Liz Claiborne Inc. [edit]

Claiborne was frustrated with the failure of the companies they employed to provide clothing for working women. With her husband Art Ortenberg, Leonard Boxer and Jerome Chazen, she founded her own design company, Liz Claiborne Inc., in 1976.[1] It was an instant hit, with sales of $ 2 million in 1976 and $ 23 million in 1978.[7] By 1988, it had acquired a third of the upscale American sportswear market for women.[4]

Marketing strategies developed by Claiborne changed the nature of retail stores. For example, Claiborne insisted that her clothing line be displayed as a department on its own and with any items she sells separately. This was the first time customers in a department store location were able to select many types of garments by brand name alone. This tradition of grouping specialty brands has become the typical arrangement for brands in contemporary stores.

In 1980, Liz Claiborne Accessories was founded by Nina McLemore (who launched her own label decades later in 2001).[8] Liz Claiborne Inc. went public in 1981 and made the Fortune 500 list in 1986 with retail sales of $ 1.2 billion.[7]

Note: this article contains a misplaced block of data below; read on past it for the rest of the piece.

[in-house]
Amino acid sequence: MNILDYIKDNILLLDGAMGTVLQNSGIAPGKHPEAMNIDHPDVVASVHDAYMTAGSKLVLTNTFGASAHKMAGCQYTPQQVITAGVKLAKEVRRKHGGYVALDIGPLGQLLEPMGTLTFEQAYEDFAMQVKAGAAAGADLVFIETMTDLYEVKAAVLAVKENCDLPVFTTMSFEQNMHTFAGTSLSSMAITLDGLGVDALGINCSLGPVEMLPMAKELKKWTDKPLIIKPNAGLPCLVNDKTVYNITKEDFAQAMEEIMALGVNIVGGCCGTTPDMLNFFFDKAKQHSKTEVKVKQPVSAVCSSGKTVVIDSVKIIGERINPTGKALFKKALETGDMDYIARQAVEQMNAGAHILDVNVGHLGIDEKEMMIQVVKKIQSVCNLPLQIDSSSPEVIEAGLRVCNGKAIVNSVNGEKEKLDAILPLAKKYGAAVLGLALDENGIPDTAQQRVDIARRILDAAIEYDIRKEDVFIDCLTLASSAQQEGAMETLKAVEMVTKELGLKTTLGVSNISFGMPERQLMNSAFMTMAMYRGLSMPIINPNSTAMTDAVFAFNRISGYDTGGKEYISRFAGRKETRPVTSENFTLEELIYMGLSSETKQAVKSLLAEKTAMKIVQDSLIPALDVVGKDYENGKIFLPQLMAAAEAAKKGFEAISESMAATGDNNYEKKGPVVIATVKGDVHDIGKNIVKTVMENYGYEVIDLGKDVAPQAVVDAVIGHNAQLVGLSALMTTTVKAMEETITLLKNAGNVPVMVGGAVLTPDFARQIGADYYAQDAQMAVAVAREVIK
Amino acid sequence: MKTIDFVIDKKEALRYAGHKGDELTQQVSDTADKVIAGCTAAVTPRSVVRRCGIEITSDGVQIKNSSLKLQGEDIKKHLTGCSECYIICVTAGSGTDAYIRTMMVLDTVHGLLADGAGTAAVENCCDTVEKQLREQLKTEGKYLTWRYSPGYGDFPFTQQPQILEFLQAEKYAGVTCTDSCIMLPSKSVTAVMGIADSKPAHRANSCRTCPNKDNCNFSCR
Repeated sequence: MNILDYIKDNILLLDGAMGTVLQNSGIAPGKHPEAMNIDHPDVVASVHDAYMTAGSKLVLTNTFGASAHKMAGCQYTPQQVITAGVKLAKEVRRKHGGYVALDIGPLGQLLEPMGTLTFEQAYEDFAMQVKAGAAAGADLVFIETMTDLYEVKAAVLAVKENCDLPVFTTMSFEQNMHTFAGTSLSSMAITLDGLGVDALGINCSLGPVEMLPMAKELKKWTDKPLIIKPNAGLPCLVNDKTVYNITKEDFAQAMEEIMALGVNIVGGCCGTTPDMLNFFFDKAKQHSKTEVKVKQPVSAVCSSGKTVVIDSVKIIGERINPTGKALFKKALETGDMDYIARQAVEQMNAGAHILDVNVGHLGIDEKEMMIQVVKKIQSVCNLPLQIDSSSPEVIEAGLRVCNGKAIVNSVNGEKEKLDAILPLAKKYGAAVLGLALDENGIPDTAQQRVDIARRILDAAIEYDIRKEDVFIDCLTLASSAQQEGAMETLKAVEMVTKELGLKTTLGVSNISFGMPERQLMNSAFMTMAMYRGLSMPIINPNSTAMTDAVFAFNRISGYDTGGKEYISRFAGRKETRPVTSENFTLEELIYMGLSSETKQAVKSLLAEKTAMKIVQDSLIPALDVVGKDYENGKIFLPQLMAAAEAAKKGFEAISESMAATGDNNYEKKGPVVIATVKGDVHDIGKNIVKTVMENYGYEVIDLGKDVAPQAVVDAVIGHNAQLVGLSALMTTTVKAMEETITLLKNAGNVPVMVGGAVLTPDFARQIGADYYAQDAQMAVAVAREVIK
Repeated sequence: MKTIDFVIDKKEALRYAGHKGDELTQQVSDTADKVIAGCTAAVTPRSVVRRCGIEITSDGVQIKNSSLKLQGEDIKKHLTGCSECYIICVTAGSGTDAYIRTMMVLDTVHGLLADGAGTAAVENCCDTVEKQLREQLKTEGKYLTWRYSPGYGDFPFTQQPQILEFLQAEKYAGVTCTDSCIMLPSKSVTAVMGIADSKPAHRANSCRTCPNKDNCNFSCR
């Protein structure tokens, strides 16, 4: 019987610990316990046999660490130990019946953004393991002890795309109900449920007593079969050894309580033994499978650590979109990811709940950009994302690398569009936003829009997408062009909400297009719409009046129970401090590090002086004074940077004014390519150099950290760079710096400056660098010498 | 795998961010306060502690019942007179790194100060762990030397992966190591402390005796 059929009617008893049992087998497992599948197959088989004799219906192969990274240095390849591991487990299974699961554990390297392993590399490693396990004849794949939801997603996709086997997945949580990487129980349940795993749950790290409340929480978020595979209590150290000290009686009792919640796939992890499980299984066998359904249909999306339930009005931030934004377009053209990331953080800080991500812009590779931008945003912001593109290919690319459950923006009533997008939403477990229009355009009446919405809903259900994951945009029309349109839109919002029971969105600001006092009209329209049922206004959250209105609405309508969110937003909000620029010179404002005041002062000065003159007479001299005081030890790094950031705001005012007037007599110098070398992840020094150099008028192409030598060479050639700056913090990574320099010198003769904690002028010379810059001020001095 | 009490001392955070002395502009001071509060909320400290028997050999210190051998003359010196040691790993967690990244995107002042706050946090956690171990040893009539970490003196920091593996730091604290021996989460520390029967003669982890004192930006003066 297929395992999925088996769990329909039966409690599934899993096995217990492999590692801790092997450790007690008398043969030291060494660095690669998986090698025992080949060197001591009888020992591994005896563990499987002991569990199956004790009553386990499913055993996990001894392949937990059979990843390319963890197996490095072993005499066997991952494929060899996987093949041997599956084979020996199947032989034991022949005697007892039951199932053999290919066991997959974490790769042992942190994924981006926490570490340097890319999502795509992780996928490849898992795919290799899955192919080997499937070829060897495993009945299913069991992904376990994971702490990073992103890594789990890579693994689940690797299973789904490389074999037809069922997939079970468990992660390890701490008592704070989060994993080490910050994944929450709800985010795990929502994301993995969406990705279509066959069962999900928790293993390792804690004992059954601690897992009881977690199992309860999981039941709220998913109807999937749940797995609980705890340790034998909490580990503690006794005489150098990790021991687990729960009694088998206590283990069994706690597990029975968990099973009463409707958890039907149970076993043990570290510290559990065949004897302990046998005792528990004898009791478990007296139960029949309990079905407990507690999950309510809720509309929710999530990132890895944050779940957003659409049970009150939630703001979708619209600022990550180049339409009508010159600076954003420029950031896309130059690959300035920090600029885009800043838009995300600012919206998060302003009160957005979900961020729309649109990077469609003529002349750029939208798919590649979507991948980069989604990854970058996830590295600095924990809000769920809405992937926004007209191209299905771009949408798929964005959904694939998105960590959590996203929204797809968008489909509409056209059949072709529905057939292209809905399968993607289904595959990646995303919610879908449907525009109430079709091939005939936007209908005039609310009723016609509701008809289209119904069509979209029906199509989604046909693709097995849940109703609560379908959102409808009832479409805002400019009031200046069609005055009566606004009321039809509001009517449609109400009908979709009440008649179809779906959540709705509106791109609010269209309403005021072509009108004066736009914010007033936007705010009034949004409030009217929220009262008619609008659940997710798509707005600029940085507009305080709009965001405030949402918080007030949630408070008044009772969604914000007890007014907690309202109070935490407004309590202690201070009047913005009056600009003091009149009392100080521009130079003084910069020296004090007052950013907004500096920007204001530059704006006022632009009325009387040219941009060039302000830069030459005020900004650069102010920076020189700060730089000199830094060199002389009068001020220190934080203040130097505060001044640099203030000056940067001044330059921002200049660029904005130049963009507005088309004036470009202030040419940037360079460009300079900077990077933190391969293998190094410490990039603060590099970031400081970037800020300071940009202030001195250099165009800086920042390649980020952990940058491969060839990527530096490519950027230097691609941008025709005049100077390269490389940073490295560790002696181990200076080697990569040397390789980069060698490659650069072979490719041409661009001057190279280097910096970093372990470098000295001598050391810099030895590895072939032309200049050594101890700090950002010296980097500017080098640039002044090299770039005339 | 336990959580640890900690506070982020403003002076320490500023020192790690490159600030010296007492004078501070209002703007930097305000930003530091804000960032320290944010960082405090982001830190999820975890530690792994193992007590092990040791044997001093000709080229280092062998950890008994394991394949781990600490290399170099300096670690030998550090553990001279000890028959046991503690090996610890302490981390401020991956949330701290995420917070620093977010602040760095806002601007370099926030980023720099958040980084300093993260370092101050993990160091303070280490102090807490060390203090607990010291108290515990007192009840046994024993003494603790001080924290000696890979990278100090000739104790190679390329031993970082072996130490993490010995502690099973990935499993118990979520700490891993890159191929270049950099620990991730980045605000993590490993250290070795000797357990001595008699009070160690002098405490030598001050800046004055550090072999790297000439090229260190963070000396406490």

Claiborne listed all employees in her corporate directory in alphabetical order to avoid what she perceived to be male hierarchies.[4] She controlled meetings by ringing a glass bell and became famous for her love of red - “Liz Red”.[4] She sometimes posed as a saleswoman to see what average women thought of her clothes.[4]

Personal life, retirement and death

Claiborne's first marriage was to Ben Shultz; it ended in divorce in 1954 after meeting Arthur Ortenberg.[9] In 1957 she and her current colleague Arthur married (1926 - 2014).[10] She had a son from her first marriage, Alexander G. Schultz, and two stepchildren from her second marriage, Neil Ortenberg and Nancy Ortenberg.[1][11]